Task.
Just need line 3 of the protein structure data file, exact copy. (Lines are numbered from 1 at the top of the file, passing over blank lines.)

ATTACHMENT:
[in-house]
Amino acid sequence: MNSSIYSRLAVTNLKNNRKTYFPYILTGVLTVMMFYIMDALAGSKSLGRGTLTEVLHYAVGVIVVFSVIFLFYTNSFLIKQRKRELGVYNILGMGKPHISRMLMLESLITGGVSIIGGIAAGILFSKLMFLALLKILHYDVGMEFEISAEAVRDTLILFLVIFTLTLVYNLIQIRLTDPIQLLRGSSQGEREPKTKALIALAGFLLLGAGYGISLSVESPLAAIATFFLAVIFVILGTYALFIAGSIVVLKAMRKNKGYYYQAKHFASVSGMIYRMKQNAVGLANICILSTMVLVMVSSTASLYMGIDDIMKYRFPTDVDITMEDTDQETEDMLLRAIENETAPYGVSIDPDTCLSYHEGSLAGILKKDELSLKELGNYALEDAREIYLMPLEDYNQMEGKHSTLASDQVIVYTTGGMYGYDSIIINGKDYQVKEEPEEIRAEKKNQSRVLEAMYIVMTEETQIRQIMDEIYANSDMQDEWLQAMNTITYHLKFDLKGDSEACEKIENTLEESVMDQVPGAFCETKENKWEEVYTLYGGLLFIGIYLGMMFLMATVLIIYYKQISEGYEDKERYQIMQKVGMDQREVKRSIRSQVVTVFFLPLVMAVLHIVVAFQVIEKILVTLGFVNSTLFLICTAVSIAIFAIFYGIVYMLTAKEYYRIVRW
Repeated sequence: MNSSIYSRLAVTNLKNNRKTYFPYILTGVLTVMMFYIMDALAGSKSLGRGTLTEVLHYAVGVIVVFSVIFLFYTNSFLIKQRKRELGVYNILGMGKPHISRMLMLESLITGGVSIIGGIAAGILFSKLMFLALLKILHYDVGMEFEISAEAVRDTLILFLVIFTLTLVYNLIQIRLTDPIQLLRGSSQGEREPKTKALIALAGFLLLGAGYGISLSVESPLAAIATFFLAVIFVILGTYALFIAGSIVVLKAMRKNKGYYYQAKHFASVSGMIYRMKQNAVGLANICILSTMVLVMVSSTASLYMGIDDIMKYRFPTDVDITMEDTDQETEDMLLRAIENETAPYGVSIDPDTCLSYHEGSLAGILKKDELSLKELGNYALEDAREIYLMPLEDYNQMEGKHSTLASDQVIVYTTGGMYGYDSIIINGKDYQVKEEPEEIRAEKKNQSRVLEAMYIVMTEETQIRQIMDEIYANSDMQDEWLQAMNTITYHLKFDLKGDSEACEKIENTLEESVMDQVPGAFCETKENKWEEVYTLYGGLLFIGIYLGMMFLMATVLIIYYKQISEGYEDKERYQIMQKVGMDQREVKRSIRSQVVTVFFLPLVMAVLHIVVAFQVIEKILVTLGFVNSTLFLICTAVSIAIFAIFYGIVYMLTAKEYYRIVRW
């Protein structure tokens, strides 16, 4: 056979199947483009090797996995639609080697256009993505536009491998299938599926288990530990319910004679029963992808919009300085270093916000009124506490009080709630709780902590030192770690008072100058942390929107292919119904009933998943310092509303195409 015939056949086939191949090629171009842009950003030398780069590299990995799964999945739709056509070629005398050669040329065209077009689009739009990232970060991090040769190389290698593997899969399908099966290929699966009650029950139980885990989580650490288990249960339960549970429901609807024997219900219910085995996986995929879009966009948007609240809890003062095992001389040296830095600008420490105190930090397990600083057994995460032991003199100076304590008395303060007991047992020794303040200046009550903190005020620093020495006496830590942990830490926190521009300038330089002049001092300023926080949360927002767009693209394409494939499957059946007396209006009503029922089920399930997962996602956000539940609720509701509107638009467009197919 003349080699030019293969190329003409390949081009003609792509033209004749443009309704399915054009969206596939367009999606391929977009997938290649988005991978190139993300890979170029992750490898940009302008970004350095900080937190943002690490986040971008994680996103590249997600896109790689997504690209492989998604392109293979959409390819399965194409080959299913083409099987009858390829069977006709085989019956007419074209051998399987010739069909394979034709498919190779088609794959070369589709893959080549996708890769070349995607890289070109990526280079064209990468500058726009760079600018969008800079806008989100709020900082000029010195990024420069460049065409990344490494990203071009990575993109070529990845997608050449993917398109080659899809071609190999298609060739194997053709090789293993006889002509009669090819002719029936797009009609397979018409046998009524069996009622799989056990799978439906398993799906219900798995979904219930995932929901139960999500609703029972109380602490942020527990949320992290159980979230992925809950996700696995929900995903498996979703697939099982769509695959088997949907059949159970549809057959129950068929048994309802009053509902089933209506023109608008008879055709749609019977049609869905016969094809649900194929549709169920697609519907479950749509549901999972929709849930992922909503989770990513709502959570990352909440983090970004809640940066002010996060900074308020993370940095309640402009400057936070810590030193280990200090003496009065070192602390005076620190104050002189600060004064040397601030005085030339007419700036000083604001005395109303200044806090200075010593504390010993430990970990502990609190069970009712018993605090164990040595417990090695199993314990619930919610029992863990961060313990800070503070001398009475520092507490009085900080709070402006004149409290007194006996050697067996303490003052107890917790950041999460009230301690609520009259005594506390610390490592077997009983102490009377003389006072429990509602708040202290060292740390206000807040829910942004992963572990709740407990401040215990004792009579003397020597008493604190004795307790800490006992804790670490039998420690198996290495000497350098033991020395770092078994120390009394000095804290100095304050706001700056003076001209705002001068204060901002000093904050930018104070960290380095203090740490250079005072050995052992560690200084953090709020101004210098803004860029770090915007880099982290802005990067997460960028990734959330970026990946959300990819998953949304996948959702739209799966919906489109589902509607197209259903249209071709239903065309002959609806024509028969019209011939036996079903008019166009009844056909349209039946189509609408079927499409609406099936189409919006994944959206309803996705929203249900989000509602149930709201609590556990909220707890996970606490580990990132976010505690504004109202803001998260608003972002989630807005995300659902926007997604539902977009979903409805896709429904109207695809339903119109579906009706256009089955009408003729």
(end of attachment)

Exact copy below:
Repeated sequence: MNSSIYSRLAVTNLKNNRKTYFPYILTGVLTVMMFYIMDALAGSKSLGRGTLTEVLHYAVGVIVVFSVIFLFYTNSFLIKQRKRELGVYNILGMGKPHISRMLMLESLITGGVSIIGGIAAGILFSKLMFLALLKILHYDVGMEFEISAEAVRDTLILFLVIFTLTLVYNLIQIRLTDPIQLLRGSSQGEREPKTKALIALAGFLLLGAGYGISLSVESPLAAIATFFLAVIFVILGTYALFIAGSIVVLKAMRKNKGYYYQAKHFASVSGMIYRMKQNAVGLANICILSTMVLVMVSSTASLYMGIDDIMKYRFPTDVDITMEDTDQETEDMLLRAIENETAPYGVSIDPDTCLSYHEGSLAGILKKDELSLKELGNYALEDAREIYLMPLEDYNQMEGKHSTLASDQVIVYTTGGMYGYDSIIINGKDYQVKEEPEEIRAEKKNQSRVLEAMYIVMTEETQIRQIMDEIYANSDMQDEWLQAMNTITYHLKFDLKGDSEACEKIENTLEESVMDQVPGAFCETKENKWEEVYTLYGGLLFIGIYLGMMFLMATVLIIYYKQISEGYEDKERYQIMQKVGMDQREVKRSIRSQVVTVFFLPLVMAVLHIVVAFQVIEKILVTLGFVNSTLFLICTAVSIAIFAIFYGIVYMLTAKEYYRIVRW